What is coercive control?

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Many people presume that domestic abuse is physical. Whilst that can be true, it can also be psychological, emotional or behavioural.

Coercive control is a form of domestic abuse whereby a person tries to exert control or power over a person. It creates invisible chains and aims to make a person dependent by isolating them from others and depriving them of their independence.

In this blog, our domestic abuse solicitors look at coercive control in detail, including the types of coercive tactics abusers use and what you should do if you think you or a loved one is experiencing this type of abuse.

What are coercive tactics?

Coercive control can be difficult to spot. Because it is not a physical act of abuse, it may not be obvious to friends, family or colleagues that a person is experiencing it. Those who are subject to coercive control do not always realise they are being abused/controlled, often mistaking it for someone being caring or ‘wanting what is best for them’.

Common examples of coercive behaviour include (but are not limited to):

  • Intimidating or threatening you
  • Threatening to harm or kill children or pets
  • Controlling your finances, including taking wages, benefits or allowances
  • Controlling everyday aspects of your life such as who you can see, what you can do and even what you can wear
  • Forcing you to engage in criminal activity
  • Repeatedly putting you down, degrading or humiliating you, or making you feel worthless
  • Family ‘dishonour’
  • Monitoring you (for example, using online software, vehicle trackers or video doorbells)
  • Limiting access to and isolating you from family and friends
  • Depriving you of or controlling access to medical treatment, transport, education or employment
  • Damaging your property and/or personal belongings
  • Threatening to disclose personal information about you

In some serious cases of coercive control, the person may deprive you of basic needs such as food or personal hygiene.

Is coercive control a criminal offence?

Yes. Section 76 of the Serious Crime Act 2015 created the offence of controlling or coercive behaviour in an intimate or family relationship. It has a maximum penalty of five years’ imprisonment.

Some of the above behaviours can be other criminal offences as well as coercive control. For example, if your abuser caused damage to your property, they could be charged with coercive control and criminal damage.

Is gaslighting coercive control?

Although the term ‘gaslighting’ is often used flippantly, gaslighting is a form of coercive control and therefore domestic abuse.

Gaslighting is when a perpetrator tries to control a victim by convincing them that they are wrong about something. For example, the abuser might threaten their partner and then deny it happened when confronted about it, leaving them doubting themselves and twisting their sense of reality.

Who is most at risk of becoming a victim of coercive control?

We are all at risk of coercive control and it affects people of all ages and backgrounds. Coercive control often manifests within romantic relationships, however, those particularly at risk are older people and those who have mental or physical disabilities.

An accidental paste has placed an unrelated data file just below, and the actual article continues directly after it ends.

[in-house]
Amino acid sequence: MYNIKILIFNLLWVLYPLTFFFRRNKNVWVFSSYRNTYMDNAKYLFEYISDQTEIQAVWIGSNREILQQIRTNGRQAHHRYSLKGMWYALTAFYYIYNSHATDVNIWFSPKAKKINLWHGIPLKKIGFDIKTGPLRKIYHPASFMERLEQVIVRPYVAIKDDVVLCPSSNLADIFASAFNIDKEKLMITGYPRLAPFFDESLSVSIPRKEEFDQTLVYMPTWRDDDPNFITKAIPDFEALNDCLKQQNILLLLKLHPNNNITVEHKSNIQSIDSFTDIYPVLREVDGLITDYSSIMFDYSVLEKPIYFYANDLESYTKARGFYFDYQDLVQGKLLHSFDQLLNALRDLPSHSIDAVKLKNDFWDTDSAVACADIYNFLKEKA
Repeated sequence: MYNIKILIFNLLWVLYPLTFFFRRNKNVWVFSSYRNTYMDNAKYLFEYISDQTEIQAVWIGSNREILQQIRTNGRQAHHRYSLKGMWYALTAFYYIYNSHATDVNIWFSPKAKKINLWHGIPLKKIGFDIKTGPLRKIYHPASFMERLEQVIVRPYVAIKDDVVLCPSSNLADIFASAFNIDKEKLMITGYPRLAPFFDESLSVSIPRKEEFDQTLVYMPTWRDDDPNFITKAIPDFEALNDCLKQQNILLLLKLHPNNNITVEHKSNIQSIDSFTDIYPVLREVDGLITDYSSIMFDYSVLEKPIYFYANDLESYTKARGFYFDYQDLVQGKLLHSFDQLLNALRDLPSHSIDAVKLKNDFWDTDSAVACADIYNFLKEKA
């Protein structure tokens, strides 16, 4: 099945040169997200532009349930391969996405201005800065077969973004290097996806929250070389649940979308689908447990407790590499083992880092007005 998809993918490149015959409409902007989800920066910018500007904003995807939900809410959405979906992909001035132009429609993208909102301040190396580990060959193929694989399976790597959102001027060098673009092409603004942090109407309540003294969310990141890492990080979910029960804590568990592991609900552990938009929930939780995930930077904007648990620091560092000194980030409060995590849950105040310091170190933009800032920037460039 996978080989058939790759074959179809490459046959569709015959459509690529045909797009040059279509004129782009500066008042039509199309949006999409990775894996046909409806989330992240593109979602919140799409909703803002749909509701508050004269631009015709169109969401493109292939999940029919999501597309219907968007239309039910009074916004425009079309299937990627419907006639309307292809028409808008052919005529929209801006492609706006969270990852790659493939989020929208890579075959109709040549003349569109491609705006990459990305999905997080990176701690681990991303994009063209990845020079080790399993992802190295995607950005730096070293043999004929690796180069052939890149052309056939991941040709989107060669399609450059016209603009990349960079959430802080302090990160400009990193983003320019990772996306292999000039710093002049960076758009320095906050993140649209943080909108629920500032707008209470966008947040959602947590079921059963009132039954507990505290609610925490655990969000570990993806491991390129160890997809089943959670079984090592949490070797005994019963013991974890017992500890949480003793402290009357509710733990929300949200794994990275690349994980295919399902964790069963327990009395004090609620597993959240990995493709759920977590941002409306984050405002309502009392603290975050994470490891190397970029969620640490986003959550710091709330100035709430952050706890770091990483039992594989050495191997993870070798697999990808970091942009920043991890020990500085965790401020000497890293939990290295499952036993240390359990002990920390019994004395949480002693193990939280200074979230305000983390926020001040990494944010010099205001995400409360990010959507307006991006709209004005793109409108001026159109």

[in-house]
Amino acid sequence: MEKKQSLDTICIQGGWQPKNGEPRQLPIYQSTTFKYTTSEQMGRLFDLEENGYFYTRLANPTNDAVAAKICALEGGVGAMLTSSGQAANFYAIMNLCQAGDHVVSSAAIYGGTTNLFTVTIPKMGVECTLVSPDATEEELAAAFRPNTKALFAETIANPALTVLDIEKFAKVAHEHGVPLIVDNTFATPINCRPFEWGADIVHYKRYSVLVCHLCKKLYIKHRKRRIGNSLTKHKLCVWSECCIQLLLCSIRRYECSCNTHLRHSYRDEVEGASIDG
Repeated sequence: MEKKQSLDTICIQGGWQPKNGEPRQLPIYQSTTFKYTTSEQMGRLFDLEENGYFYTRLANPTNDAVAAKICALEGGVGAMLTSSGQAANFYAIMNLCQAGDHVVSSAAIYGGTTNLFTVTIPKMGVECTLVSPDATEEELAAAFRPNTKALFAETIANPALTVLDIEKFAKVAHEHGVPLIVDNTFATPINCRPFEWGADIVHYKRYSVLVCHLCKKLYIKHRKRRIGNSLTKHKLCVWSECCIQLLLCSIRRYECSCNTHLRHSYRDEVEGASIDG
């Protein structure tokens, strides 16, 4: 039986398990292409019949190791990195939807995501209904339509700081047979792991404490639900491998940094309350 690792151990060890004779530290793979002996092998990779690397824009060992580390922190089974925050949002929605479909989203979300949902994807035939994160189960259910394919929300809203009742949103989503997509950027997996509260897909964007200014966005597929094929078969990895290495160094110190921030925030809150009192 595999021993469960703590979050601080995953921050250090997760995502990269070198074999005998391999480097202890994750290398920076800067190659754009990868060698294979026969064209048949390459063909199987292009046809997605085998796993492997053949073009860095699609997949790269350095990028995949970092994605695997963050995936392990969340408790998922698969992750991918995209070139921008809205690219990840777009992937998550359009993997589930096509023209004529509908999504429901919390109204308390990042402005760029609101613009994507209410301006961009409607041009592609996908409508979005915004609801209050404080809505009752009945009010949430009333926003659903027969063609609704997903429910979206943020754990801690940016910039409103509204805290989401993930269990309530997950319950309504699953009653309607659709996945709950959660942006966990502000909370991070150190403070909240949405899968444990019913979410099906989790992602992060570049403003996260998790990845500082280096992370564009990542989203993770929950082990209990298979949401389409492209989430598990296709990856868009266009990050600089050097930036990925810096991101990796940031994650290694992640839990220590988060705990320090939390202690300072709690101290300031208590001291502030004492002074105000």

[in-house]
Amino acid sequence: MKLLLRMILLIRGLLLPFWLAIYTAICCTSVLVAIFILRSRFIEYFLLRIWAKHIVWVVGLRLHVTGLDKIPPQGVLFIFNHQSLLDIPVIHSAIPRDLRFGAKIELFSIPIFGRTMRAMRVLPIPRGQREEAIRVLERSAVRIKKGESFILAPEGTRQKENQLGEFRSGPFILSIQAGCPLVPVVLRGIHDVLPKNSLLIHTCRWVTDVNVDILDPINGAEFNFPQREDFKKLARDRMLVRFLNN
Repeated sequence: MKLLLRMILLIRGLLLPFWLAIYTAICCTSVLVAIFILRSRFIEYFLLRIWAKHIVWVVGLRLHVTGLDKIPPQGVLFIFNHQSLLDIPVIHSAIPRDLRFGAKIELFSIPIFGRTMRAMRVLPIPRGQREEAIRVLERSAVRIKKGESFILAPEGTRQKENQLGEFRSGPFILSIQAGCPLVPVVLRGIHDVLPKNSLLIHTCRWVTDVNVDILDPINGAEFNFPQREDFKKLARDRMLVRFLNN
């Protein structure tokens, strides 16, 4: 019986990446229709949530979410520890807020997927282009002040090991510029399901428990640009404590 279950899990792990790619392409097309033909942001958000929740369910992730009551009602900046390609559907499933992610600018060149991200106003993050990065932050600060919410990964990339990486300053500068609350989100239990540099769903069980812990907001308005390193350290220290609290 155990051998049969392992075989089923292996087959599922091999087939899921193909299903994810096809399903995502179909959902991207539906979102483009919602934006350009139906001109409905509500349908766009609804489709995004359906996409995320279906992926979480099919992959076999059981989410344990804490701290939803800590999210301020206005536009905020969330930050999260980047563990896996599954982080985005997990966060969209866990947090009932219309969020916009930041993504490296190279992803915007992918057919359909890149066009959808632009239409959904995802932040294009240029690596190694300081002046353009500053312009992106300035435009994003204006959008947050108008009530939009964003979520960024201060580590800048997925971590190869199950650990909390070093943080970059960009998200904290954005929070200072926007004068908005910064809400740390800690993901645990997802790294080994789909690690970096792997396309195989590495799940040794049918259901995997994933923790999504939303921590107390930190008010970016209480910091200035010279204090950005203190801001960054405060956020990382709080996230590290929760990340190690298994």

Unfortunately, abusers can take advantage of those who rely on them for care or support, for example, someone might control their elderly mother’s finances or isolate them from other family members so that the behaviour goes unnoticed.

How is coercive control proven?

Coercive control can be incredibly complex and difficult to spot, as the behaviour is often dismissed as someone being a ‘control freak’ or ‘protecting them’ from the outside world.

Each case of coercive control will be unique, and so there is not a one-size-fits-all approach to dealing with this type of domestic abuse. Generally speaking, your abuser will be guilty of coercive control if:

  • They are personally connected to you, e.g. your partner or spouse
  • Their behaviour has a serious effect on you (more on this below)
  • They knew (or ought to have known) that their behaviour would have a serious effect on you

What does ‘serious effect’ mean?

To prove ‘serious effect’, the behaviour, or fear that the behaviour would happen, must have happened on at least two occasions. You will also have felt distressed or at risk of serious harm, and it will have affected the way you carry out day-to-day activities. For example, you may have started working from home instead of going into the office so that the abuser could ‘keep an eye’ on you and reduce the risk of colleagues noticing something is wrong.

The court will look at whether a ‘reasonable’ person who had all the information your abuser had would have known their behaviour would have a serious effect on you.

Getting help for coercive control

If you think that you are being controlled, it is important to seek legal advice from a specialist domestic abuse solicitor as soon as possible. Our expert team can protect you from further abuse, including:

Our Domestic Abuse team provides sympathetic advice tailored to your circumstances, putting you and your children’s interests at the centre. We work with other services and domestic abuse charities to help keep you safe and to help you move on when you feel ready.

Get in touch with our domestic abuse solicitors

If you or a loved one has experienced coercive control, or any other form of domestic violence, please get in touch. Call us on 0117 325 2929 for a discreet and confidential chat.


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